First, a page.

The Ecology of Urban Habitats

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In a recent study in Atlantic Canada Lundholm and Marlin, , many of the grasslands that contributed urban species were found to be anthropogenic in nature and composed of European species that originally came from permanently open habitats such as cliffs, dunes, and shorelines Grubb, The urban cliff hypothesis predicts that a large proportion of spontaneously colonizing organisms in cities originate in rare and geographically marginal rock outcrop habitats Larson et al.

Likely because the first buildings were simply extensions of rock walls around the mouths of caves in rocky areas. It would have been easy for species originally restricted to rocky environments to opportunistically exploit the expanding rock-wall habitats created by growing human populations that built more of their own optimal habitats rock shelters as they moved out of the caves" Larson et al.

Areas with an abundance of natural hard surfaces have more extreme hydrological conditions than areas with deeper soil. Plants in these areas are forced to deal with the combined stresses of flooding and drought within the same growing season. Decreased infiltration in urban areas causes greater amplitudes of flow rates and soil-moisture availability over time—flooding occurs during and immediately after storms, but shallow substrates and water loss due to overland transport result in drier conditions between storms.

Figure 2a—2c: Natural a , spontaneous urban b , and designed c rock pavement habitats. The natural pavement is a limestone barren on the Bruce Peninsula, in southern Ontario. The designed site is a green roof in Portland, Oregon. Photos by J. It is clear that hard surfaces are responsible for several key environmental impacts of cities, and that these anthropogenic surfaces have analogs in the natural world. Why then should we not look to the vegetation of natural hard-surfaced areas for guidelines in mitigating the impacts of urban areas?

See Table 1 for references to studies describing the natural vegetation of many of the world's shallow-substrate environments. The ability of green roofs to reduce stormwater runoff and insulate buildings depends in part on the depth of the substrate and corresponding vegetation biomass.

But there is a trade-off between the maximization of environmental benefits and the minimization of costs: Increasing substrate depth adds to the cost of implementation, especially if reinforcement is required, and so roofers attempt to minimize load on the roof surface. The need to select plants that can survive in shallow substrates forces us to target specific habitat templates.

Some natural rock outcrops are largely devoid of vegetation; however, they may still support plant life where cracks, ledges, and other microtopographic features permit the accumulation of organic matter. The adoption of rock outcrop plants on green roofs would thus mimic a particular kind of outcrop—one where vegetation cover is maximized but total biomass production is limited by shallow substrate.

A typical shallow-substrate extensive green roof thus is a manifestation of a very particular habitat template Figures 2a—2c. Other aspects of the habitat template of natural rock outcrop ecosystems have also been incorporated into green roof designs. Spatial heterogeneity in substrate characteristics is a hallmark of natural rock outcrops Larson et al.

The ecology of urban habitats - O. L. Gilbert - Google книги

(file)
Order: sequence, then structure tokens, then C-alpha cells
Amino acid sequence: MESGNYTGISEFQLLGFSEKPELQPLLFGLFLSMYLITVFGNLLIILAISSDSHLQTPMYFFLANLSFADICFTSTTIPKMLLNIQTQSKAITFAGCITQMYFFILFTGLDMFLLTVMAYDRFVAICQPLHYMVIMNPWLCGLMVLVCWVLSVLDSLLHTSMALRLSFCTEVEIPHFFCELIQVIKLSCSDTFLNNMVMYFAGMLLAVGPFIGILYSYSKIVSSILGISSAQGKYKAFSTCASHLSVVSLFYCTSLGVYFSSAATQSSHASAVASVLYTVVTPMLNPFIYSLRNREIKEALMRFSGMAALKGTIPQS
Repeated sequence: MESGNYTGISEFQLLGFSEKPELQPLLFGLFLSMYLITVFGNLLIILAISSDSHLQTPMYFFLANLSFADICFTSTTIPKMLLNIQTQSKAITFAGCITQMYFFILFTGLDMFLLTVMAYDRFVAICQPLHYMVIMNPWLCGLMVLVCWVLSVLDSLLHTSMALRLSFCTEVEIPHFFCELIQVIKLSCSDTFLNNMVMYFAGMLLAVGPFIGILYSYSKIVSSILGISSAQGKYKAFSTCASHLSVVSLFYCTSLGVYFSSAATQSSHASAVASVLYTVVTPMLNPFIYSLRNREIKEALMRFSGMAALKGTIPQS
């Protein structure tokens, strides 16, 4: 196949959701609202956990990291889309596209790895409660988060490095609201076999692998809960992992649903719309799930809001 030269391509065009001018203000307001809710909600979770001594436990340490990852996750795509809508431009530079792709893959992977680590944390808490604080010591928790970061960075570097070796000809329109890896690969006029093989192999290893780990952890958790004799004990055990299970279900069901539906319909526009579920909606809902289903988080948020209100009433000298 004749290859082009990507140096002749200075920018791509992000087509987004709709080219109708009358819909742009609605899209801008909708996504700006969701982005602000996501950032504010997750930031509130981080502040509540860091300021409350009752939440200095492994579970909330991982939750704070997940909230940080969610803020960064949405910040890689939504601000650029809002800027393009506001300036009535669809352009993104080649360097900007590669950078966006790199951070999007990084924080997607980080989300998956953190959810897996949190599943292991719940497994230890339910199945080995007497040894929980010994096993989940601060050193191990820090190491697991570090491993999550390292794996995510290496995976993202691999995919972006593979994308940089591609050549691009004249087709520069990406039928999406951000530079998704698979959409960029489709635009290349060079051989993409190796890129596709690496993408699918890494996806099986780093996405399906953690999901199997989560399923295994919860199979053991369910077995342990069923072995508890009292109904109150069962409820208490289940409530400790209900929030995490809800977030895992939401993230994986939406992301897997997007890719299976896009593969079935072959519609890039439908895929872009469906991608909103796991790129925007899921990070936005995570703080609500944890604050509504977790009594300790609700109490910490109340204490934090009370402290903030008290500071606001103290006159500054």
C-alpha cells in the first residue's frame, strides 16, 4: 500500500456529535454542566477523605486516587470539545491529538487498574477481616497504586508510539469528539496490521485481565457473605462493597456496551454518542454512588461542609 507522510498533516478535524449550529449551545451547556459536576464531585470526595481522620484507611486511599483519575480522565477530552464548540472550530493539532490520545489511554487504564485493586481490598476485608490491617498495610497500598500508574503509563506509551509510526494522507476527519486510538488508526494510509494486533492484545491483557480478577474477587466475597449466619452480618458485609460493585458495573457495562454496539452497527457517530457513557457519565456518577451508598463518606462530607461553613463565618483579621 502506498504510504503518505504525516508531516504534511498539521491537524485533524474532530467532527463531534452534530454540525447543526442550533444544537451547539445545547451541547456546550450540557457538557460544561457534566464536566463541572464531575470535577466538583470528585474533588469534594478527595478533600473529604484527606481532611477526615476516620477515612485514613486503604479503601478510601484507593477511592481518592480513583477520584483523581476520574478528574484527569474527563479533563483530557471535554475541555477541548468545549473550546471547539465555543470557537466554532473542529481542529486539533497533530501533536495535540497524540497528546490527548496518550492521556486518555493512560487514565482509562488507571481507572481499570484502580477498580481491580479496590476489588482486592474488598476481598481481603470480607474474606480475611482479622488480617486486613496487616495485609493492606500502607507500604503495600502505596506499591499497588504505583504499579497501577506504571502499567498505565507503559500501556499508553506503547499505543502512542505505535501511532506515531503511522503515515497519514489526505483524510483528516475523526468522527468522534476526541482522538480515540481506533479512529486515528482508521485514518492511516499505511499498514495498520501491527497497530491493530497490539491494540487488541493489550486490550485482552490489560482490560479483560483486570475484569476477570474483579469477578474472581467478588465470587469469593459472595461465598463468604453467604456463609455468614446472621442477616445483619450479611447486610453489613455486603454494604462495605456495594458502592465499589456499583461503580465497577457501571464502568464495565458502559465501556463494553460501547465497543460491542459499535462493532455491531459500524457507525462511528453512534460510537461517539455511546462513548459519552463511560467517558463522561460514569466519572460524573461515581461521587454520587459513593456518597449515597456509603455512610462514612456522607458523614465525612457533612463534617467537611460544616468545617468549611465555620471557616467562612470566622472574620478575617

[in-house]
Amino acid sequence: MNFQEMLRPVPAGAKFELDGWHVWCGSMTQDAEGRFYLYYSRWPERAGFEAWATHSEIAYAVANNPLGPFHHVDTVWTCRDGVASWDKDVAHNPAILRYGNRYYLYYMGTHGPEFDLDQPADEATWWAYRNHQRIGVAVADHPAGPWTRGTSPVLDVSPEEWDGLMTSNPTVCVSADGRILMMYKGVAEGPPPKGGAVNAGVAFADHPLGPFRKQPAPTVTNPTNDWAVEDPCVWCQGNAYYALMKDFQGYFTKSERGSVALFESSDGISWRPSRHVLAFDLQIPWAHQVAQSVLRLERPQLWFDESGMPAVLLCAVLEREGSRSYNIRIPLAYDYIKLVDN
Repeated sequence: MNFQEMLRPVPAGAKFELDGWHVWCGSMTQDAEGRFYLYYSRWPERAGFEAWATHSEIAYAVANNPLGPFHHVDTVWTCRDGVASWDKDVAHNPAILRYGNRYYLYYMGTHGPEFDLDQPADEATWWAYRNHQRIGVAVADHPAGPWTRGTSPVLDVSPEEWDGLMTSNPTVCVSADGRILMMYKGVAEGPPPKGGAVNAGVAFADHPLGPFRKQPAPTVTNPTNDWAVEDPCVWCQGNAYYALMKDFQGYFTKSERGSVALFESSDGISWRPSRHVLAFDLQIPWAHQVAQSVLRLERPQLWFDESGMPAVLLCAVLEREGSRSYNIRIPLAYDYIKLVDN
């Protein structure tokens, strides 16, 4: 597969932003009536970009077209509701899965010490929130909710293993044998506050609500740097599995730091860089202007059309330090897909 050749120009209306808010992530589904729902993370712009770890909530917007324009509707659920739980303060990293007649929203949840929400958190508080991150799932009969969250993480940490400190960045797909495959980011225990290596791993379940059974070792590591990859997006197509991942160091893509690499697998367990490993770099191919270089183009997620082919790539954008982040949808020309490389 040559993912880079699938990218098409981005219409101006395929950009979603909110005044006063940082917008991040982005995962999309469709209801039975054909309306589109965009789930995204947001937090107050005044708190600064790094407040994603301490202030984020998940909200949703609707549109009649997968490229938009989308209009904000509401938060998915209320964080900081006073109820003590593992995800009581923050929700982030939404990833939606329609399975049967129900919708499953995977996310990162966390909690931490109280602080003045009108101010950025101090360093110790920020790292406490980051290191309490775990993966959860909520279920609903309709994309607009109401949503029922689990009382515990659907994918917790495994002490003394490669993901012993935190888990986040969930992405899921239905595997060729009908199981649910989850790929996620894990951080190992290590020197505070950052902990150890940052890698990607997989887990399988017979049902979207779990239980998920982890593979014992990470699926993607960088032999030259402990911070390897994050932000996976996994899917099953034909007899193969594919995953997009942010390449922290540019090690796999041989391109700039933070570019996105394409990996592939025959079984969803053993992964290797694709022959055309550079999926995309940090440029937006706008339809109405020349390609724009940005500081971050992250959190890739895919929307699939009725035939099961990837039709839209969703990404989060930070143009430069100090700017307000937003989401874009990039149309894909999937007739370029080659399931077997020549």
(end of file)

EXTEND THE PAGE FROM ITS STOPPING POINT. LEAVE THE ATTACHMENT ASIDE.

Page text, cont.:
While most green roofs feature a uniform substrate, recent initiatives have incorporated spatial heterogeneity in the form of varied soil depths in order to increase species diversity in the vegetation and provide a greater range of habitats for invertebrates Brenneisen, Green facades can also be examined through the habitat-template lens. The vegetation that spontaneously colonizes stone walls can be drawn from a variety of habitats but is dominated by cliff and rock outcrop species Rishbeth, ; Woodell, The design of walls and other vertical surfaces determines the degree to which plants can grow on them: Building material, degree of shading, aspect, and the presence of microtopography determine the available niche space, much as they do on natural cliffs Rishbeth, ; Larson et al.

Examination of the original habitats of these species shows that they share their living space with a variety of other organisms that together constitute the "vegetation": bryophytes, lichens, and algae. These tend to be dominated by cyanobacteria, which form mats when water is plentiful. In shallow-substrate green roof systems, it is possible that these cryptogamic mats can contribute directly to the desired functions of green roofs by cooling the roof surface and retaining water.

The key driving force in plant selection for extensive green roofs has been to find plants that can survive and proliferate in very shallow soil environments. While current plantings often feature polycultures of individually selected species, there has been no work on the role of plant species diversity per se on the functioning of green roofs.

Research in other plant communities has identified the potential for larger amounts of species diversity to positively affect ecosystem functions such as biomass production, stability, and nutrient retention or absorption Tilman et al. In general, a community with more species might more completely utilize existing resources due to niche complementarity, which allows the coexistence of species that can use different forms of resources or exhibit resource consumption at different times of the year.

In a green roof context, the consumption of water by plants is likely not to be fast enough to make a difference during heavy storms, but for lighter rain events, greater plant uptake of water might decrease runoff.